Ever since the nation, and eventually the world, watched in horror and disgust as another black man was murdered under the knee of a police officer in Minneapolis, I have been trying to think of what to say. As people called for justice for George Floyd and other victims of police brutality, peaceful protests across the nation were eclipsed and tainted by violent and destructive rioting and looting. Police and military mobilized to control the chaos, and unfortunately innocent civilians are being caught up in the onslaught. Citizens of every age, race, and gender being assaulted with tear gas bombs and rubber bullets. As you watch the news, you can’t help but be moved and incensed by the scenes that go across your screen. Rubber bullets the size of a cell phone being shot directly at people, instead of being deflected by a ground shot as they were made to use. Tear gas bombs shot at people standing on their porches, at people helping others who are wounded in the streets. Flash grenades and tear gas deployed at people peacefully sitting in Lafayette Square at St. John’s Church in DC, all so that the President could have a photo opp in front of the church holding a Bible. When the reverend of that church and the diocesan bishop of the Episcopal Diocese of Washington both call out the President for his behavior, that says something about how this is all a publicity stunt to him. He has never, and will never truly care about the people of the United States unless they’re giving him money. Period.
I feel enraged that the senseless taking of a life is yet again making the headlines because there are corrupt police out there, either committing the acts or standing idly by watching. How many lives have to be taken before government officials stop standing behind their governmental pulpits and start joining the ranks to protest these egregious misuses of power and privilege? We have already seen some police and political officials joining in the deafening call for a reformation of our Nation’s values, morals, and policies. When will the rest of our government join the cause? Why are police deploying bricks just prior to protest marches and suspected riots? When people see these things, they start to question and wonder who is really causing the social unrest.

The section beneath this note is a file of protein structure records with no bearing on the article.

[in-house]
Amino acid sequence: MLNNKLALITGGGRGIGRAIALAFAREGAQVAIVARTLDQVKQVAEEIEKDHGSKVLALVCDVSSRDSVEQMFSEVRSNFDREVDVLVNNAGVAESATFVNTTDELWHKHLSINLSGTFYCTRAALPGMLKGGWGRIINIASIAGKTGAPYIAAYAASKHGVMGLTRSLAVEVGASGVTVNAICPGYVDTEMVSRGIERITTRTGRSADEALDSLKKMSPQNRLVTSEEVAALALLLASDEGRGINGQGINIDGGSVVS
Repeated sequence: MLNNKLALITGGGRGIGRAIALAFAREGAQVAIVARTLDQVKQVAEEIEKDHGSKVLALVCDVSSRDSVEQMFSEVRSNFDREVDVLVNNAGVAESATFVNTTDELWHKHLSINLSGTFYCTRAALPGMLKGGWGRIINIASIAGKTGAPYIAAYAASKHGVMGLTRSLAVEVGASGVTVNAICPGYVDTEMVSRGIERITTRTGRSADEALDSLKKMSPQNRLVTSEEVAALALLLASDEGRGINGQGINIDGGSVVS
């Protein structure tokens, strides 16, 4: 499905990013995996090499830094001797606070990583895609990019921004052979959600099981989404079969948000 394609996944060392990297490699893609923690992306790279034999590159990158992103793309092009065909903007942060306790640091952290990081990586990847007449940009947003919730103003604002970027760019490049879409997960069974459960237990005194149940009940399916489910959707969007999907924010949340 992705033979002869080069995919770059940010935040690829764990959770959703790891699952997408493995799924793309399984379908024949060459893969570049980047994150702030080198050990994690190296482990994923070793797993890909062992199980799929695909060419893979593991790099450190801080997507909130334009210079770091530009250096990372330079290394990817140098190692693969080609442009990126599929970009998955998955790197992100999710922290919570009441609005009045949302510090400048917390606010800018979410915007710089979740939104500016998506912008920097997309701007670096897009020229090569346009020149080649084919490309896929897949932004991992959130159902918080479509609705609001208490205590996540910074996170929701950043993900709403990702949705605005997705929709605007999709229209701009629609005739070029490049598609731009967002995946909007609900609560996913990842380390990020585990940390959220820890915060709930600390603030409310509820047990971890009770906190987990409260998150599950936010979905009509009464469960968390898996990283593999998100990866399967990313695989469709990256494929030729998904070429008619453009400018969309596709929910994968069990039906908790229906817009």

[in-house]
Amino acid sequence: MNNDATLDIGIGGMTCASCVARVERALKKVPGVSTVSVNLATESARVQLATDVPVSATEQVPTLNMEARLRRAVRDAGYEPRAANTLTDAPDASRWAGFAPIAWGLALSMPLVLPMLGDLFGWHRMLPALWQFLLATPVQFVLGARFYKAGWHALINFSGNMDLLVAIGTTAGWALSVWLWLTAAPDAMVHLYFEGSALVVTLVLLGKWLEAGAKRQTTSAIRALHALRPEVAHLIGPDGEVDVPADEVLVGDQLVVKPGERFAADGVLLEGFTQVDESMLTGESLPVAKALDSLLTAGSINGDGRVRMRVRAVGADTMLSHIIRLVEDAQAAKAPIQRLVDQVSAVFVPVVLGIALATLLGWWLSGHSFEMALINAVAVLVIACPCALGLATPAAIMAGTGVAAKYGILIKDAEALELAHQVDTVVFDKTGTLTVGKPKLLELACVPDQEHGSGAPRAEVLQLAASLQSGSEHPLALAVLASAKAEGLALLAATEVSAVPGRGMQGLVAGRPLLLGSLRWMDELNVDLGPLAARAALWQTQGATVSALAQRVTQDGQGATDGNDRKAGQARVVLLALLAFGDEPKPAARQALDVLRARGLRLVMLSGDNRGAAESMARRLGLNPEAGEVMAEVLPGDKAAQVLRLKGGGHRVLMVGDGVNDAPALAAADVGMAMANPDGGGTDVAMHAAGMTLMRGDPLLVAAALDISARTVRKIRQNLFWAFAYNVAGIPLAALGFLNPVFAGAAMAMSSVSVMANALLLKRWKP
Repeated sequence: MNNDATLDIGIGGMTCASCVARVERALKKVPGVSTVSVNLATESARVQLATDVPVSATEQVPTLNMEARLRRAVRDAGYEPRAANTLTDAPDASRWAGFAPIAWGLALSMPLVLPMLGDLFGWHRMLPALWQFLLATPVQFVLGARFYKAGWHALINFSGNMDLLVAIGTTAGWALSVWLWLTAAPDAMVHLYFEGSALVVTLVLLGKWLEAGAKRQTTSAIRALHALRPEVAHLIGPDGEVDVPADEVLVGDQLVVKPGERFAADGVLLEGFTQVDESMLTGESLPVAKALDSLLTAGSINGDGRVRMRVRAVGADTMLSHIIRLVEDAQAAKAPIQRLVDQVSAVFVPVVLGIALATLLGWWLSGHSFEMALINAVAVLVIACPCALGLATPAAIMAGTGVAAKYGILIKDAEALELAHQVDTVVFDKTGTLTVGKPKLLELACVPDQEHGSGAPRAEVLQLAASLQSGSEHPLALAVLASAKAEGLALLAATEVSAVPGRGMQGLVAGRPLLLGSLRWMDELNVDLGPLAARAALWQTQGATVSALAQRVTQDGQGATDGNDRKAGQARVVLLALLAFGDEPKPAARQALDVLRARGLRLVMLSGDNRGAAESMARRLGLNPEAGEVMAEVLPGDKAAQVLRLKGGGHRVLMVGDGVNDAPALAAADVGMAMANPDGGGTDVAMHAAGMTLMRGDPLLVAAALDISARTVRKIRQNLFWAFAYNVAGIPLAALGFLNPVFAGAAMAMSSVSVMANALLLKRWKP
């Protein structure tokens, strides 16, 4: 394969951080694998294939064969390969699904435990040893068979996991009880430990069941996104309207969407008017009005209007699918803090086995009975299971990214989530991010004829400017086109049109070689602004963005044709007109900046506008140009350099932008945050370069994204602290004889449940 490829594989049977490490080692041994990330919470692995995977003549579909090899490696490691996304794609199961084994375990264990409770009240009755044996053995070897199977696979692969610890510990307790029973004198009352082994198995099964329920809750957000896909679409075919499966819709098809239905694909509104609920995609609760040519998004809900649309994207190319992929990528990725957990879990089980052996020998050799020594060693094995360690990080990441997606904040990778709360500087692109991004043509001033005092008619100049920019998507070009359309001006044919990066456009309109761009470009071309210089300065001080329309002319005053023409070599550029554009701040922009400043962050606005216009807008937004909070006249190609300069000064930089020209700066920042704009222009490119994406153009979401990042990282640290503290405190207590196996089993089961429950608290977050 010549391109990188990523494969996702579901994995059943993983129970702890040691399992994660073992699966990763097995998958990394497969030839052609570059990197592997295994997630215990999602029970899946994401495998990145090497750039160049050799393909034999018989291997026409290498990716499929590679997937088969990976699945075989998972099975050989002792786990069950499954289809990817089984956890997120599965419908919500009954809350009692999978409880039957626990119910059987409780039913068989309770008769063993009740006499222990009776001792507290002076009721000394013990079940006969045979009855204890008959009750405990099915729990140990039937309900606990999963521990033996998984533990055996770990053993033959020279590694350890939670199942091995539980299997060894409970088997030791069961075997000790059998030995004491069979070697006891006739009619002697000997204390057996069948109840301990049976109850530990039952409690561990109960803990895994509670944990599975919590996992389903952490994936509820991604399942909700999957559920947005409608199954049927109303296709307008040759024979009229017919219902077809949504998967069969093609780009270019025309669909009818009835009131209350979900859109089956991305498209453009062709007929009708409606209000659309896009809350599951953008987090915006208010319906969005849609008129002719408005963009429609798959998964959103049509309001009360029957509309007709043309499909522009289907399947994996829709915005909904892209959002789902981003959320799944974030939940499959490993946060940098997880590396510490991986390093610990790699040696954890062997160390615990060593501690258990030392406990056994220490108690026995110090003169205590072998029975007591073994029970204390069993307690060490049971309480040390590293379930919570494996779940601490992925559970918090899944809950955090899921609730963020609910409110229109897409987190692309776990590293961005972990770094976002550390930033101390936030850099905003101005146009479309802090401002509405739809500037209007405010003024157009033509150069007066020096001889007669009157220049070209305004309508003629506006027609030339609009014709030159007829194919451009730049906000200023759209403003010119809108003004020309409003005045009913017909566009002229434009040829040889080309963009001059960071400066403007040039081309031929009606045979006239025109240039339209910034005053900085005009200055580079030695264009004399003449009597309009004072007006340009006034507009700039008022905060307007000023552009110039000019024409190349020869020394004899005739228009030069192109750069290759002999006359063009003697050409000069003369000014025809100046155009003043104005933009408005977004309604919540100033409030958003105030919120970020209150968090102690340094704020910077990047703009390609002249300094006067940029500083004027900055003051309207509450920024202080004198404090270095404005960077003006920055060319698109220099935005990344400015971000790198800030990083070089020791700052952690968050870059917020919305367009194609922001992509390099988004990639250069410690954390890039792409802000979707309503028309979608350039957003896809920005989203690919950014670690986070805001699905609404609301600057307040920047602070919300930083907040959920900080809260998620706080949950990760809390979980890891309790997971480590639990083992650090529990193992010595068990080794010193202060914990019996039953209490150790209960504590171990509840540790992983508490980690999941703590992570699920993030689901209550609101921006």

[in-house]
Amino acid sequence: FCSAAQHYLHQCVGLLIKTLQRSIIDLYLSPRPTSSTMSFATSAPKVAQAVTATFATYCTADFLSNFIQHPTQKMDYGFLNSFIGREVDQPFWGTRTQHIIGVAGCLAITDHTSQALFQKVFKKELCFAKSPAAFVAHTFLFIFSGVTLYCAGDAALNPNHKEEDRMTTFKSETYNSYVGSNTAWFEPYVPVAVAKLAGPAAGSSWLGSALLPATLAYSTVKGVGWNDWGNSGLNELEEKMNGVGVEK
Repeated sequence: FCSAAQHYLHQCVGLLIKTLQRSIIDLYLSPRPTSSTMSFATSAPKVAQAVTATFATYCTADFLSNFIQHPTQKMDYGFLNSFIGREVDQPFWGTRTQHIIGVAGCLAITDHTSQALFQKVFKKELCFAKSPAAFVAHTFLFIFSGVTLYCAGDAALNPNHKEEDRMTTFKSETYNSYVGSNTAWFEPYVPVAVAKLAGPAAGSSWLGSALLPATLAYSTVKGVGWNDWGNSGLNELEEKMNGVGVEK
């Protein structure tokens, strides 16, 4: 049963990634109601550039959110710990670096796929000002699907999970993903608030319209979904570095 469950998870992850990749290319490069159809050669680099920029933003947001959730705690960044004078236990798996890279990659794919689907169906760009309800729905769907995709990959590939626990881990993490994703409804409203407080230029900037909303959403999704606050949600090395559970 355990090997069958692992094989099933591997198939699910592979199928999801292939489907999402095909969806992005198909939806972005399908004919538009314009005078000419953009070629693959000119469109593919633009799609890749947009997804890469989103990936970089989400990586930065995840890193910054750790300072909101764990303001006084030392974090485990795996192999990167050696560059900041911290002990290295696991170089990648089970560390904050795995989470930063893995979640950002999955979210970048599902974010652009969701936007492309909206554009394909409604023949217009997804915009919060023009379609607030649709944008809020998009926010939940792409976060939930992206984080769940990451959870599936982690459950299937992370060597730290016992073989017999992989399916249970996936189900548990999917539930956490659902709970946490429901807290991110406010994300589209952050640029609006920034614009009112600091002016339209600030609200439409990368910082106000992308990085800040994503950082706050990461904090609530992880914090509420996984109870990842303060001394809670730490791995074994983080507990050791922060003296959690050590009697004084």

When you hear or see the phrase, “Black lives matter,” it’s not a statement that their lives are worth more than anyone else’s, but a plea for people to recognize that people with a skin color haven’t had equal opportunity, representation, or respect in the USA for well over 400 years. As much as we like to think that we’ve progressed over the centuries, we haven’t moved forward much in the way we treat anyone who is not white. This goes for Native American, Hispanic, Asian, and Middle Eastern ethnicities as well.
I also have to say that our “leadership” has been both a repugnant and divisive blight on our nation and this tumultuous time in our history. From his recent handling of the COVID-19 pandemic to his blatant misuse and abuse of his presidential station, he has done nothing to help heal the divides that are continually widening in our country. Even more disturbing are the amount of followers who willingly condone and follow his behavior and actions, calling him a “regular guy.” I’m sorry, but if that is normal, I want nothing to do with being normal.
Lastly, even as videos of police brutality and questionable actions during the last few days arise on social media and the news, I also stand by the GOOD police and emergency responders. Those who are working day and night to keep the communities of our nation safe, who turn in and call out the bad seeds that are in their departments, and who stand with the communities that they serve and the calls for justice and unity. What we need now is a cohesive and concerted push from those who we elected to the highest offices in our nation to WORK with and support EVERYONE in the United States, no matter their race, color, sexual orientation, religious beliefs, political affiliation (or lack of), economic status, gender, or handicap.
I apologize if this reads as a rambling, erratic thought, but when I’m mad and hurting for our country, I type organically. I am blessed to live in an area that very rarely sees more than a few people holding signs near our post office or the police station. For the most part it is all peaceful, and frankly I want it to stay that way. I fear for my friends, family, and neighbors if it were to come to our town. I fear for our local businesses and our economy, because even though life trumps everything else, you can’t help but feel for those business owners who lost everything because of rioting, looting, and property destruction. Some of these people are marching right beside you, supporting you, hearing and seeing you. Respect, love, and peace y’all.